The Central Bank of Nigeria (CBN) may have bowed to both internal and external pressure as the country’s apex Bank released the sum of $265 million out of the total $464 million trapped funds to the carriers.
Just this week, the Minister of Information, Alhaji Lai Mohammed told reporters at the Murtala Muhammed Airport, Lagos that the Federal Government was working on resolving the impasse arising from keeping the airlines’ funds in the country.
The trapped revenue is said to be a result of a forex shortage, a sign that Nigeria is facing serious financial challenges.
A breakdown of the figure indicates that the sum of $230 million was released as a special FX intervention while another sum of $35 million was released through the Retail SMIS auction.
Confirming the release, the Director, Corporate Communications Department at the CBN, Mr. Osita Nwanisobi said the Governor, Godwin Emefiele, and his team were concerned about the development and what it portends for the sector and travelers as well as the country in the comity of nations.
Nwanisobi reiterated that the Bank was not against any company repatriating its funds from the country, adding that what the Bank stood for was an orderly exit for those that might be interested in doing so.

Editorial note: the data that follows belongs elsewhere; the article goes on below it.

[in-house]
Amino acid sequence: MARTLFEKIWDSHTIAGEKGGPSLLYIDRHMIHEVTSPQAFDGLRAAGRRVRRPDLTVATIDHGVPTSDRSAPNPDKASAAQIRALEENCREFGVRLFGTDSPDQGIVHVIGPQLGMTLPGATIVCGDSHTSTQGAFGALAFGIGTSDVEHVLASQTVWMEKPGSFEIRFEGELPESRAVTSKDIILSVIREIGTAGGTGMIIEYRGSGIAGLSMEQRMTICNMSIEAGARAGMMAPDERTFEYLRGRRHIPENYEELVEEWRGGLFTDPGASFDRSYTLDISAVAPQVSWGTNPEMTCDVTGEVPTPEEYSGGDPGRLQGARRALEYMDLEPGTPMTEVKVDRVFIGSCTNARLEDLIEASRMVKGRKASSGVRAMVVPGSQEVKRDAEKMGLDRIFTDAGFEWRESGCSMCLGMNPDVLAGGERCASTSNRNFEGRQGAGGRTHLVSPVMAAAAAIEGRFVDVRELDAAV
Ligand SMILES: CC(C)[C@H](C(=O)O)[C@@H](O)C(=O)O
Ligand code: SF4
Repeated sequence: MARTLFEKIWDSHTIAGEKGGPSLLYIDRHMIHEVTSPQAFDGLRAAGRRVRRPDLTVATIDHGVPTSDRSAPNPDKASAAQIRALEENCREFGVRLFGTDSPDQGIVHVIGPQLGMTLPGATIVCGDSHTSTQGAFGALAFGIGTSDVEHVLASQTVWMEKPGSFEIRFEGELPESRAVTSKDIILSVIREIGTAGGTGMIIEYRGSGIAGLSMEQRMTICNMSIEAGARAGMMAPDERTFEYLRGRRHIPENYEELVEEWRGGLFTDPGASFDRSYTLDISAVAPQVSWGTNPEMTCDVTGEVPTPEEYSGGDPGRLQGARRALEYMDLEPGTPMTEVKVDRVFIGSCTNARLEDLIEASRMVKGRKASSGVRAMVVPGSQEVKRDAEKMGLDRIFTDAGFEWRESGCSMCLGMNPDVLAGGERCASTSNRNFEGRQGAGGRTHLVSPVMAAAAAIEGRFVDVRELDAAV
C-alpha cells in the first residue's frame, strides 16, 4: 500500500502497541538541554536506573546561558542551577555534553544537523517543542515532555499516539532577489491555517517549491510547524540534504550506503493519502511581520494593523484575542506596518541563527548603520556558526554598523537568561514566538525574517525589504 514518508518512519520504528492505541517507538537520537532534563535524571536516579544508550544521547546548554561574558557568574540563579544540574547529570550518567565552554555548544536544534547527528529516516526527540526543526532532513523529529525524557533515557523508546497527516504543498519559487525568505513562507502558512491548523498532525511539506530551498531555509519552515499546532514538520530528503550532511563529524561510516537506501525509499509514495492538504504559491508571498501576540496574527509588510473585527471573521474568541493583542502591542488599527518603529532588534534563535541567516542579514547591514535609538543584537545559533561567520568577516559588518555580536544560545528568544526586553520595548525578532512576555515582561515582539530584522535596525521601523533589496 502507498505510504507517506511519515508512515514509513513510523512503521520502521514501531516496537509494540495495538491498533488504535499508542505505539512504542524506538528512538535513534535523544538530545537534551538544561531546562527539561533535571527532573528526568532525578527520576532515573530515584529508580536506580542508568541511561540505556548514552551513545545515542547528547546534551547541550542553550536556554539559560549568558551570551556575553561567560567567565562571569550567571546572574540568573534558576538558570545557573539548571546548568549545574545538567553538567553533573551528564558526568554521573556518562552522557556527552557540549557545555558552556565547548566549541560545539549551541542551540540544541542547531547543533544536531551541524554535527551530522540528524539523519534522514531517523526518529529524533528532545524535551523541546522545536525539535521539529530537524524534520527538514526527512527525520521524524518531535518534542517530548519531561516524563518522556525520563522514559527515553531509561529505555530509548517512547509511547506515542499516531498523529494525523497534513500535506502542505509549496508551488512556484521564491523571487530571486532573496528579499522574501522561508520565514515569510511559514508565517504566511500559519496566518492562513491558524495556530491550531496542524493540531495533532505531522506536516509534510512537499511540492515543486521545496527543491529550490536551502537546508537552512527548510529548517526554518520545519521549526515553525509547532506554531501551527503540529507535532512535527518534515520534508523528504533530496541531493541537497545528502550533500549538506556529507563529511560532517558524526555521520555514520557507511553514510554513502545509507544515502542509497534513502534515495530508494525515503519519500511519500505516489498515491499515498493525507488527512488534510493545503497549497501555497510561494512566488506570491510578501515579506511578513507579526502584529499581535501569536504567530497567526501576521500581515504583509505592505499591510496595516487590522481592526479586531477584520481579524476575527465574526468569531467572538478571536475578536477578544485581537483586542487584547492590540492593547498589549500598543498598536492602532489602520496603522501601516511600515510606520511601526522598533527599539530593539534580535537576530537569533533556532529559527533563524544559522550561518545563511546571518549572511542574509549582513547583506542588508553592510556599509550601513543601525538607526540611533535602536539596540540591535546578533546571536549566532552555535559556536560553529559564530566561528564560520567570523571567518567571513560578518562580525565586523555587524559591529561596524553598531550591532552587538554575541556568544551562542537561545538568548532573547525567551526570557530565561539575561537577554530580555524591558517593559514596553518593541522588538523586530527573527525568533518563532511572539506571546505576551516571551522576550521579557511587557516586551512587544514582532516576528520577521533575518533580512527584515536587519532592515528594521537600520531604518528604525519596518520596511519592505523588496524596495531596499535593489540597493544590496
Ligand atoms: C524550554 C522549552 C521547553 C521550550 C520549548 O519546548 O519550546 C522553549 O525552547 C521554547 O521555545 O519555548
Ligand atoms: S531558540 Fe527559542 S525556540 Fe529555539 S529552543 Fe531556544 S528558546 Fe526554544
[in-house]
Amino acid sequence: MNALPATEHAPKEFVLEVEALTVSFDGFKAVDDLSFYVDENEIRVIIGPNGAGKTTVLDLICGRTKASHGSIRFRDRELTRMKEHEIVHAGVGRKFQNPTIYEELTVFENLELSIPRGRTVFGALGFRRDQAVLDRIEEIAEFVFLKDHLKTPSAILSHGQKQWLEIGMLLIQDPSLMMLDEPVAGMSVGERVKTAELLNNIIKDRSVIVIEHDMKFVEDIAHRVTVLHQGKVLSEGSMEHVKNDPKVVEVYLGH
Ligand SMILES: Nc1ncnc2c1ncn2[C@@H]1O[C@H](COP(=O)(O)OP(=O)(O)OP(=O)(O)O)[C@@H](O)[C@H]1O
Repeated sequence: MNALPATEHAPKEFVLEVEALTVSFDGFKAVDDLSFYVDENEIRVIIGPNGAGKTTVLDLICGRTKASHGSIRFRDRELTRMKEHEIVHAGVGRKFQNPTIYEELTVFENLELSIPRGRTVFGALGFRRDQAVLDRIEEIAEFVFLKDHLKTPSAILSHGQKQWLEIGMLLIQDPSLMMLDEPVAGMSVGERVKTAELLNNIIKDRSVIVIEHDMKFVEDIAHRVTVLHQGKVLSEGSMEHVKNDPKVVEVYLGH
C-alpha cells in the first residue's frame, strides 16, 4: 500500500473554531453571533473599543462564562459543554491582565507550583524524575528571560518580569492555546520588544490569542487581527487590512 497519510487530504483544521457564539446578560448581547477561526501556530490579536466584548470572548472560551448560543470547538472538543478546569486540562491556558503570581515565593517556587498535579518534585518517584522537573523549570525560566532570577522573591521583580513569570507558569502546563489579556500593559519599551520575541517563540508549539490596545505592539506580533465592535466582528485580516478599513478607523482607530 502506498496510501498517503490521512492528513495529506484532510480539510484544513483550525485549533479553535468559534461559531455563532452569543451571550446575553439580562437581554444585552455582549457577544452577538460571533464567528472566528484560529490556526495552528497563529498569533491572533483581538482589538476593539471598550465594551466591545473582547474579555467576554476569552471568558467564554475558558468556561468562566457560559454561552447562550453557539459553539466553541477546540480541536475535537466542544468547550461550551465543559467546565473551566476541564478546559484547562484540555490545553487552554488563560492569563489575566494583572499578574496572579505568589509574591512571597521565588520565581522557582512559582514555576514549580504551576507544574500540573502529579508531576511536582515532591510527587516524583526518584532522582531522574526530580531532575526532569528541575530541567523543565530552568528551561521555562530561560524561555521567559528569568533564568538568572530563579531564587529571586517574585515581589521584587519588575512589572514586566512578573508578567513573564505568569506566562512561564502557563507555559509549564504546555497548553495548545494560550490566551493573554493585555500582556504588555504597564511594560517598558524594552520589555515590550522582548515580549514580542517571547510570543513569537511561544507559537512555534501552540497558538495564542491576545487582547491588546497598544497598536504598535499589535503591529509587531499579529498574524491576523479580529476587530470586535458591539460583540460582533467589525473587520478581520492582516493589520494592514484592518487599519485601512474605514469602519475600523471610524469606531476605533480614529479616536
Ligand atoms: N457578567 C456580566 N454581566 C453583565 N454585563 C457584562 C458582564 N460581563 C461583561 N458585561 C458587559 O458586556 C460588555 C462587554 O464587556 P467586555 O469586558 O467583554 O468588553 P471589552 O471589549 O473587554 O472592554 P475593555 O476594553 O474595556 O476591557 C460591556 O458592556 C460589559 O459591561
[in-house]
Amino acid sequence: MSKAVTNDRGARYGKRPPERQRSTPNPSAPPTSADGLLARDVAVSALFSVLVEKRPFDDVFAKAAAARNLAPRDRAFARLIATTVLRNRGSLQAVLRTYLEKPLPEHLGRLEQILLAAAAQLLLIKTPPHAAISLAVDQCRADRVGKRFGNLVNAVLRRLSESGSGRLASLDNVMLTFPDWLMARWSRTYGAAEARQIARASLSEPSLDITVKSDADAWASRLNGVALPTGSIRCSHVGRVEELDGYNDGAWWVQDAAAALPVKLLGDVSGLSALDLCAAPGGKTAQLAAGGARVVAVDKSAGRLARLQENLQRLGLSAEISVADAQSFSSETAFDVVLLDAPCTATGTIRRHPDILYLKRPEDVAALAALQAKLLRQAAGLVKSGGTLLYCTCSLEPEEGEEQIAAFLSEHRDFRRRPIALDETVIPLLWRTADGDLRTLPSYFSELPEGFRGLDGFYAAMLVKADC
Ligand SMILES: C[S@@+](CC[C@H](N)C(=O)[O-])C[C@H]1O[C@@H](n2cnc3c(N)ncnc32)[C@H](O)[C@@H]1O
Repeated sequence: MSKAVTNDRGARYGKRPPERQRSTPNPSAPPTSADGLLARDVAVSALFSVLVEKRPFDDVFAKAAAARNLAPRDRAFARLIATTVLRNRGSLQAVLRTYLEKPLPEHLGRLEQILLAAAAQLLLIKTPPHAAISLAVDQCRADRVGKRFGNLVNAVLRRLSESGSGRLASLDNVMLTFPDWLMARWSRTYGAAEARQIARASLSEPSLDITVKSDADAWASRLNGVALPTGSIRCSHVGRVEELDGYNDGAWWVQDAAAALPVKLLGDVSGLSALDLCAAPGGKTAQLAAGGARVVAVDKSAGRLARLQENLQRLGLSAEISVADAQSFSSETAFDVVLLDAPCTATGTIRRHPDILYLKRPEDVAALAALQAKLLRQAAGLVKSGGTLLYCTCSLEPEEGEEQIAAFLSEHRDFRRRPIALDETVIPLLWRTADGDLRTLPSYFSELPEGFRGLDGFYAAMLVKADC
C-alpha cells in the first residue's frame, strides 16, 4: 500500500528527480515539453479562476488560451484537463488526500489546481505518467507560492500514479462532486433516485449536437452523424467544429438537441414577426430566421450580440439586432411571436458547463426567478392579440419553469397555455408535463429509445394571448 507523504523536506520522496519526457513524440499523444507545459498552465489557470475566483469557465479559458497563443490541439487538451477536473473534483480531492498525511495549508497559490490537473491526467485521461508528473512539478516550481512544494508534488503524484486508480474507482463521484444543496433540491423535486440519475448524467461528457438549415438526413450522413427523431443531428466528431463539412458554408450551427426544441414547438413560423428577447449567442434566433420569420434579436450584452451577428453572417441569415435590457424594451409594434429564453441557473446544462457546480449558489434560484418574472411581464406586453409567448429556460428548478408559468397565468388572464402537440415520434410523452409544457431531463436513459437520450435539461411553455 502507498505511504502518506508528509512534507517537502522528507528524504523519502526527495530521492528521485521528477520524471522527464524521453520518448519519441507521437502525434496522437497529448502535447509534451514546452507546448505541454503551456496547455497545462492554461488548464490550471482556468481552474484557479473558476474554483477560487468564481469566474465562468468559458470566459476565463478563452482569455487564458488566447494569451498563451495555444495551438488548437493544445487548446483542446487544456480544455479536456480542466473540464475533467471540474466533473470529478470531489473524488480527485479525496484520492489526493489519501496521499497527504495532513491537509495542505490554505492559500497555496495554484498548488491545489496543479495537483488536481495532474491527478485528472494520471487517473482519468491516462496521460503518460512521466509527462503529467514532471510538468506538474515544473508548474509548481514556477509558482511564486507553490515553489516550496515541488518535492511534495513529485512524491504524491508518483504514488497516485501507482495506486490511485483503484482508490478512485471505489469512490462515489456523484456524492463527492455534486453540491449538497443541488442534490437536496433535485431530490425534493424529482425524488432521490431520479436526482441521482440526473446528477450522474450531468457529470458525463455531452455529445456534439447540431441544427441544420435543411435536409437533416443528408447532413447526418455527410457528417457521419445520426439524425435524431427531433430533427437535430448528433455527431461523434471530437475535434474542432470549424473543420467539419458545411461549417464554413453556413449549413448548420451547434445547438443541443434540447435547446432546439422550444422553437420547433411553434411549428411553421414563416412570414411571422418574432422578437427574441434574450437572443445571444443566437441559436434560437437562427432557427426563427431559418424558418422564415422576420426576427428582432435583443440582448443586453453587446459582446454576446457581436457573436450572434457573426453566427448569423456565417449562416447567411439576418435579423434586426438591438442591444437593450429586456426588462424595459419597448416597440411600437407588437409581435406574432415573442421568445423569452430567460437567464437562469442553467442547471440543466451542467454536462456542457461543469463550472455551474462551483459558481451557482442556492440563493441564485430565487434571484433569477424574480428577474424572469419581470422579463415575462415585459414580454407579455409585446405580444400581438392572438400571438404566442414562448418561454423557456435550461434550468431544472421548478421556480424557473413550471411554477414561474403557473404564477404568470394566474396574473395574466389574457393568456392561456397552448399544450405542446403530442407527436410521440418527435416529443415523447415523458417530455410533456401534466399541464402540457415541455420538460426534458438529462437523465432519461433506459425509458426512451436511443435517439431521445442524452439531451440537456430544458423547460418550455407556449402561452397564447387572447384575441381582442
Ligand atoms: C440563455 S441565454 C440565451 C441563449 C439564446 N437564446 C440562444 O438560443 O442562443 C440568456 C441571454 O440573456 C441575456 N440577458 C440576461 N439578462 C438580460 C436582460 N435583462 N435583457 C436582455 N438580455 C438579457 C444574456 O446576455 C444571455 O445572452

With Friday’s release, it is expected that operators and travelers as well will heave huge sighs of relief, as some airlines had threatened to withdraw their services in the face of unremitted funds for the outstanding sale of tickets.
The House of Representatives last week summoned the Central Bank of Nigeria (CBN) Governor, Mr. Godwin Emefiele, and the Ministers of Finance and Aviation, Zainab Ahmed and Hadi Sirika, respectively, to a stakeholders meeting.
The summon was hinged on resolving the face-off between the federal government and some international airline operators.
In the face of the crisis, Emirates announced the stoppage of flights to Nigeria on September 1, 2022.
The $85 million Emirates fund is part of the over $450 million airlines’ funds still withheld by the country.
Other countries in Africa that hold on to the huge amounts of airlines’ revenues include Zimbabwe – $100 million; Algeria – $96 million; Eritrea – $79 million and Ethiopia, $75 million (As of June 2022)
There are indications that other international airlines whose funds are equally stuck are monitoring the situation that could see them cut down drastically on their flight services or completely suspend flight services to Nigeria to discourage the loss of more money.